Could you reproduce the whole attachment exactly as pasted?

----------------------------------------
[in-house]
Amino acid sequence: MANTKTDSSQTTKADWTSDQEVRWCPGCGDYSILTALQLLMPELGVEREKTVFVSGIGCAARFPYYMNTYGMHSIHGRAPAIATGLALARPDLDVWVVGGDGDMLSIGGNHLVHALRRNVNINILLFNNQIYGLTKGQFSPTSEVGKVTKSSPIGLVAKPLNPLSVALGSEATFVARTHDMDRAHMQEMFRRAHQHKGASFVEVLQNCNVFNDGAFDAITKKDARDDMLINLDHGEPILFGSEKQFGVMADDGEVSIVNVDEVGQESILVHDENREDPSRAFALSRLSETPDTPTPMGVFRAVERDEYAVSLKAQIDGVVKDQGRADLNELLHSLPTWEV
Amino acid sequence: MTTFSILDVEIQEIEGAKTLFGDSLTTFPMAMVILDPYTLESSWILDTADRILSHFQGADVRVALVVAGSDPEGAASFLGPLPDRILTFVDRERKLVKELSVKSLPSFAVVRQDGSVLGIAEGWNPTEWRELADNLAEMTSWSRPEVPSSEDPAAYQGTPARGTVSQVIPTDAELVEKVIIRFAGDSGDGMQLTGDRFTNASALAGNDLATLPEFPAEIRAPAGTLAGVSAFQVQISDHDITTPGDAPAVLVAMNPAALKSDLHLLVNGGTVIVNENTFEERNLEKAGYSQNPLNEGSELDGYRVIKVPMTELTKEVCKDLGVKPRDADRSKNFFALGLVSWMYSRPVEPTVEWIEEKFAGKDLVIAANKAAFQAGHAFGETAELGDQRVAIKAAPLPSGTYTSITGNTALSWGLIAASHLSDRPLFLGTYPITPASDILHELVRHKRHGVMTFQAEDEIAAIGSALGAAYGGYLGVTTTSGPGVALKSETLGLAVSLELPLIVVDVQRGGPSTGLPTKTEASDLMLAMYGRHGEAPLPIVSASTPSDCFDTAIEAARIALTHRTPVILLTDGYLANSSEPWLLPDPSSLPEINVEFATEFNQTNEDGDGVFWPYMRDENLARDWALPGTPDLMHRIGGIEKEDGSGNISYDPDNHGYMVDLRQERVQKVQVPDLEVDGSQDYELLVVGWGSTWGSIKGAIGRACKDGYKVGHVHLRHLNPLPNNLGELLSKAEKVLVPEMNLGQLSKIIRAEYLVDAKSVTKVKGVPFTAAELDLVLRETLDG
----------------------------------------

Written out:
[in-house]
Amino acid sequence: MANTKTDSSQTTKADWTSDQEVRWCPGCGDYSILTALQLLMPELGVEREKTVFVSGIGCAARFPYYMNTYGMHSIHGRAPAIATGLALARPDLDVWVVGGDGDMLSIGGNHLVHALRRNVNINILLFNNQIYGLTKGQFSPTSEVGKVTKSSPIGLVAKPLNPLSVALGSEATFVARTHDMDRAHMQEMFRRAHQHKGASFVEVLQNCNVFNDGAFDAITKKDARDDMLINLDHGEPILFGSEKQFGVMADDGEVSIVNVDEVGQESILVHDENREDPSRAFALSRLSETPDTPTPMGVFRAVERDEYAVSLKAQIDGVVKDQGRADLNELLHSLPTWEV
Amino acid sequence: MTTFSILDVEIQEIEGAKTLFGDSLTTFPMAMVILDPYTLESSWILDTADRILSHFQGADVRVALVVAGSDPEGAASFLGPLPDRILTFVDRERKLVKELSVKSLPSFAVVRQDGSVLGIAEGWNPTEWRELADNLAEMTSWSRPEVPSSEDPAAYQGTPARGTVSQVIPTDAELVEKVIIRFAGDSGDGMQLTGDRFTNASALAGNDLATLPEFPAEIRAPAGTLAGVSAFQVQISDHDITTPGDAPAVLVAMNPAALKSDLHLLVNGGTVIVNENTFEERNLEKAGYSQNPLNEGSELDGYRVIKVPMTELTKEVCKDLGVKPRDADRSKNFFALGLVSWMYSRPVEPTVEWIEEKFAGKDLVIAANKAAFQAGHAFGETAELGDQRVAIKAAPLPSGTYTSITGNTALSWGLIAASHLSDRPLFLGTYPITPASDILHELVRHKRHGVMTFQAEDEIAAIGSALGAAYGGYLGVTTTSGPGVALKSETLGLAVSLELPLIVVDVQRGGPSTGLPTKTEASDLMLAMYGRHGEAPLPIVSASTPSDCFDTAIEAARIALTHRTPVILLTDGYLANSSEPWLLPDPSSLPEINVEFATEFNQTNEDGDGVFWPYMRDENLARDWALPGTPDLMHRIGGIEKEDGSGNISYDPDNHGYMVDLRQERVQKVQVPDLEVDGSQDYELLVVGWGSTWGSIKGAIGRACKDGYKVGHVHLRHLNPLPNNLGELLSKAEKVLVPEMNLGQLSKIIRAEYLVDAKSVTKVKGVPFTAAELDLVLRETLDG